The character of Michael Scott is arguably The Office’s most complicated. Many of the episodes find Michael engaging in obnoxious, boorish behavior. He is rude, offensive, and often harassing (The Office). Yet he also possesses a burning desire to fit in and has a tremendous amount of trouble distinguishing office relationships from personal ones. In the pilot episode he states, “I am a friend first, boss second, and probably entertainer third” (The Office, “Pilot”). In “Health Care,” Michael tells the camera that he wants people, and especially employees, to look at him and say, “He’s cool. He’s a great guy” (The Office, “Health Care”). Michael is, in fact, terrified to upset his employees. In “Basketball,” he sets up a game between the office workers and the warehouse workers, placing a bet that requires the losers to come in to work on Saturday. When the office wins, the warehouse workers intimidate Michael into forcing the office workers to come in on Saturday. Yet, faced with complaints, he backs off of even that edict (The Office, “Basketball”). Michael does not want to be the “bad guy,” and “Health Care,” provides another, already cited example of him deferring responsibility because of such fears.
Still, in his desperation to be liked and accepted, there is something endearing about Michael. When Jan asks him to slash health care, he cannot bring himself to do it. In the pilot, he discusses people being the most important part of the company (The Office, “Pilot”). In the final episode, “Hot Girl,” Michael asks an attractive woman for a date but is rejected. At the end of the episode, however, he claims that everything is fine because he would rather spend time with his employees than with girls (The Office, “Hot Girl”). Perhaps he is kidding himself, but whereas Jan comes off as representing the culmination of the profit motive, Michael provides a refreshing foil in that he is clearly concerned about the human side of downsizing and benefit cuts. It is true that he may be concerned for the wrong reasons, but he is concerned nonetheless. Michael Scott is clearly flawed, but he possesses redeeming qualities. He, like Dwight, is the epitome of Burke’s comic fool. He is not a villain, and he is not a criminal. He is merely guilty of stupidity. He is well-intentioned but confused. He is so desperate for approval (specifically in the form of laughs) that he is willing to cross the line of social acceptability in order to get it. His offensive jokes and outlandish behavior are all meant to ingratiate him to his audience. Perhaps the best example is found in “Basketball” where Michael awkwardly imitates the celebratory dance of warehouse worker Daryl after making a basket (The Office, “Basketball”). Daryl’s dance is smooth and effortless. Michael’s is forced and clunky. In the same way that a puppy barks for a treat, Michael models his own actions on those of someone he perceives as “cool” in an awkward attempt to gain approval. Throughout the first season, Michael admirably, often hopelessly attempts to bring an element of human interaction and individual creativity into an institutional environment, bumbling all the while. As a comedic character, he is an expression of the tension between individuals and institutions, between dynamism and rigidly defined social and organizational roles.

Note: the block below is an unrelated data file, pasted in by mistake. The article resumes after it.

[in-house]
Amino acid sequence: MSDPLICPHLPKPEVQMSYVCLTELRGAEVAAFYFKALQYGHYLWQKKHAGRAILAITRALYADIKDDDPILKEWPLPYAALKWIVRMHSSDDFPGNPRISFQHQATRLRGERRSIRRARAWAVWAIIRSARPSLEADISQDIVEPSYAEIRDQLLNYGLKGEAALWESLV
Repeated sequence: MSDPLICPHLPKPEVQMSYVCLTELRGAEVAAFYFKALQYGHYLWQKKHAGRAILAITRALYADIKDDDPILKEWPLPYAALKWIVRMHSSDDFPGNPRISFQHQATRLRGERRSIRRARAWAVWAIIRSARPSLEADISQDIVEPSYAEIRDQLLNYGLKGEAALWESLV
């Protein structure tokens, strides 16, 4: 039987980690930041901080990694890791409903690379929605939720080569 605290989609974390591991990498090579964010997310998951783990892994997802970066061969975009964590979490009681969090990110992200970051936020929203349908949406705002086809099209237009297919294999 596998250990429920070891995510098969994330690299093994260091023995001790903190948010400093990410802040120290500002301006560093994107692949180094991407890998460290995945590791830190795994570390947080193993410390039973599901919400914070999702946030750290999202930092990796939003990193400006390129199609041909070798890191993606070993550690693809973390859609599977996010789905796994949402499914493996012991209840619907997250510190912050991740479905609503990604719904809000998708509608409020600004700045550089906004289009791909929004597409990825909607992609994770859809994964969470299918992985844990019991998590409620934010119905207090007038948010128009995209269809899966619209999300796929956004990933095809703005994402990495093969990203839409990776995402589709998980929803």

As fits Burke’s definition of the comic frame, none of the characters in The Office clearly jump out as villains. Even the warehouse workers come off sympathetically as they attempt to fend off Michael’s insensitive remarks and attempts at camaraderie. The season’s most unlikeable character, Roy, is only unlikeable because of his engagement to Pam, whom clever, attractive Jim clearly has a connection with. Yet Roy’s role as roadblock to romance is not substantial enough to make him a true villain.
In fact, the role of the warehouse characters in the first season of The Office emphasizes another important aspect of Burke’s discussion of the comic frame. Burke is keenly aware of class interests, and he believes comedy’s inability to be fully aware of them is a significant weakness of the frame. The Office, however, attempts to incorporate class elements into its form. The most prominent example of this is the aforementioned episode “Basketball,” in which the members of the office compete in a basketball game against workers from the warehouse (The Office, “Basketball”). The office workers are depicted as being mostly, clean-cut, nicely-attired, and soft-spoken. They are also younger and thinner than their warehouse counterparts (The Office, “Basketball”). Their office environment is clean, computerized, and above ground, whereas the warehouse workers’ environment is cluttered with boxes and machinery used for lifting and moving (“Basketball”). The basketball game presents viewers with what seems to be a natural, harmless conflict. It provides dramatic tension while also seeming like a realistic kind of corporate ritual. Yet the episode makes clear that tensions exist beyond the basketball court. Jim and Roy feud, and Daryl is clearly uncomfortable around Michael. Whereas the office workers largely accept his antics with a grain of salt, Daryl takes them more personally. He agrees to the “loser works on Saturday” bet with a sneer, and it is clear that he very much wants to beat Michael (“Basketball”). The tension is perhaps most clear after the game, when Michael is intimidated by Daryl and company into letting them off the hook for weekend work (“Basketball”).